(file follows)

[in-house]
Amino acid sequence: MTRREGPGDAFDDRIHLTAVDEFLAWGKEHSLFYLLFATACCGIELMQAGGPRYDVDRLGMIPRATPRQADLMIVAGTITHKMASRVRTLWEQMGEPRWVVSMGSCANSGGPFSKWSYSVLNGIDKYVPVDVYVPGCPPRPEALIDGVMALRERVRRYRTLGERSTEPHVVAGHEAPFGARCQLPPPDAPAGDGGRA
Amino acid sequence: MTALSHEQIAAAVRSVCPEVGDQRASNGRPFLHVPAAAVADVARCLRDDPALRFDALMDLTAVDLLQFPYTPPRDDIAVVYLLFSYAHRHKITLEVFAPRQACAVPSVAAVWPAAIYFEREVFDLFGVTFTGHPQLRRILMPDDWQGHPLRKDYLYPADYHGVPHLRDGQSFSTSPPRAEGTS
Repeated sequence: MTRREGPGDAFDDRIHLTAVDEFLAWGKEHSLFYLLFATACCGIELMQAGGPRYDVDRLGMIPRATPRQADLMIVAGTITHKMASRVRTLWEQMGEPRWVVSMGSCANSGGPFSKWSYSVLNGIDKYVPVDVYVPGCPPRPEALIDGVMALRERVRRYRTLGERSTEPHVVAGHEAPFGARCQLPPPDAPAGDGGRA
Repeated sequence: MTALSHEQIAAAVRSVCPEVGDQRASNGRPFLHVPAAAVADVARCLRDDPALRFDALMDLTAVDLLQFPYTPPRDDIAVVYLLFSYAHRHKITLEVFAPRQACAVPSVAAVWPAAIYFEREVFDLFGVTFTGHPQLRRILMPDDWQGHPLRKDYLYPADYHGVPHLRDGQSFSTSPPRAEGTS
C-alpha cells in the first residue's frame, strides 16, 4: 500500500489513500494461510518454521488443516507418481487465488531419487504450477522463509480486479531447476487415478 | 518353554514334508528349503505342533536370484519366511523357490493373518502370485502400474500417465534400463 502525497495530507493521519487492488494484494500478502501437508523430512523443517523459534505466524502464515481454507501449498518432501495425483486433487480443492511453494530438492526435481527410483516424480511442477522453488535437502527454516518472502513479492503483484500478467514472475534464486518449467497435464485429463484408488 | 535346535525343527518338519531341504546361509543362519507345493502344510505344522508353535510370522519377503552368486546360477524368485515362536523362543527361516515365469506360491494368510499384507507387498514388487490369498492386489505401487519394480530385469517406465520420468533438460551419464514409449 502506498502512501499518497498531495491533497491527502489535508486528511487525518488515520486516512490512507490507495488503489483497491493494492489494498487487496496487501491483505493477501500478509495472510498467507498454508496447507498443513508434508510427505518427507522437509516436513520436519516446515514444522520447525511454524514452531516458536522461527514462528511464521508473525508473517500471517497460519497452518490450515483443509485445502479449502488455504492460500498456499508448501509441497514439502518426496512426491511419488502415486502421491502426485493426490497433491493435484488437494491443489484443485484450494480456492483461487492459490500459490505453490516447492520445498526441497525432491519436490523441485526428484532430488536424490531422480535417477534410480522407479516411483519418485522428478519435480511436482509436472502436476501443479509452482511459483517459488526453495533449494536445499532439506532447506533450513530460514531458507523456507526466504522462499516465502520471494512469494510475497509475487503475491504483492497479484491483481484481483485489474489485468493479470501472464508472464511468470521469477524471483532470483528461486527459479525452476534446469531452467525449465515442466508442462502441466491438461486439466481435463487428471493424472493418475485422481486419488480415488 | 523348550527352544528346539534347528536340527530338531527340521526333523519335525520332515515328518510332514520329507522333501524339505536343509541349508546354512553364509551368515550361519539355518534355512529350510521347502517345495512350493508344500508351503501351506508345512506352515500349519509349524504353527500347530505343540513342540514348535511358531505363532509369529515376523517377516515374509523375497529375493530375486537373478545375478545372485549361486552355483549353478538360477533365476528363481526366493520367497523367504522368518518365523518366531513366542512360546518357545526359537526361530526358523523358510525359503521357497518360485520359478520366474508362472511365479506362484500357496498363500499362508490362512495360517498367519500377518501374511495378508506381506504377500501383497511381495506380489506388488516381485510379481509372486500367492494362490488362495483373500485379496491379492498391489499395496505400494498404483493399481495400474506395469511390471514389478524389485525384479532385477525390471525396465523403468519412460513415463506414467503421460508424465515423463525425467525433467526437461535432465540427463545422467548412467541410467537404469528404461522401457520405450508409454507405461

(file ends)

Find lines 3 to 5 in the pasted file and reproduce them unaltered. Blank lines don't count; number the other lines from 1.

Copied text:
Amino acid sequence: MTALSHEQIAAAVRSVCPEVGDQRASNGRPFLHVPAAAVADVARCLRDDPALRFDALMDLTAVDLLQFPYTPPRDDIAVVYLLFSYAHRHKITLEVFAPRQACAVPSVAAVWPAAIYFEREVFDLFGVTFTGHPQLRRILMPDDWQGHPLRKDYLYPADYHGVPHLRDGQSFSTSPPRAEGTS
Repeated sequence: MTRREGPGDAFDDRIHLTAVDEFLAWGKEHSLFYLLFATACCGIELMQAGGPRYDVDRLGMIPRATPRQADLMIVAGTITHKMASRVRTLWEQMGEPRWVVSMGSCANSGGPFSKWSYSVLNGIDKYVPVDVYVPGCPPRPEALIDGVMALRERVRRYRTLGERSTEPHVVAGHEAPFGARCQLPPPDAPAGDGGRA
Repeated sequence: MTALSHEQIAAAVRSVCPEVGDQRASNGRPFLHVPAAAVADVARCLRDDPALRFDALMDLTAVDLLQFPYTPPRDDIAVVYLLFSYAHRHKITLEVFAPRQACAVPSVAAVWPAAIYFEREVFDLFGVTFTGHPQLRRILMPDDWQGHPLRKDYLYPADYHGVPHLRDGQSFSTSPPRAEGTS